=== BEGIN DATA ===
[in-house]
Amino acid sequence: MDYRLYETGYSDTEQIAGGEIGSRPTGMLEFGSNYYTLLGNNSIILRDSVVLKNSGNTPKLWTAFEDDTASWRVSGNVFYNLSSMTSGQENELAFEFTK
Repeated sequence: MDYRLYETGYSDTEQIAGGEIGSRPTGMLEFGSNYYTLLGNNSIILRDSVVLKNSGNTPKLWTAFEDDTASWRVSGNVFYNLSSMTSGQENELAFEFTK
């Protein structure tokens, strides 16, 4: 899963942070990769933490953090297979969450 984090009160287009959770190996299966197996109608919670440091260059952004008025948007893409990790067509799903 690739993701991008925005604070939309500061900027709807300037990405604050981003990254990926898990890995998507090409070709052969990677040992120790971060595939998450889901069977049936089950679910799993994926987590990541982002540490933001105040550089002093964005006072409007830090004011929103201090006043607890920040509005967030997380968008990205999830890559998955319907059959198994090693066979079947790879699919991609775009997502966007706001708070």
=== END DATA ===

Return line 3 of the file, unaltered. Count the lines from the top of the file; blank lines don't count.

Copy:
Repeated sequence: MDYRLYETGYSDTEQIAGGEIGSRPTGMLEFGSNYYTLLGNNSIILRDSVVLKNSGNTPKLWTAFEDDTASWRVSGNVFYNLSSMTSGQENELAFEFTK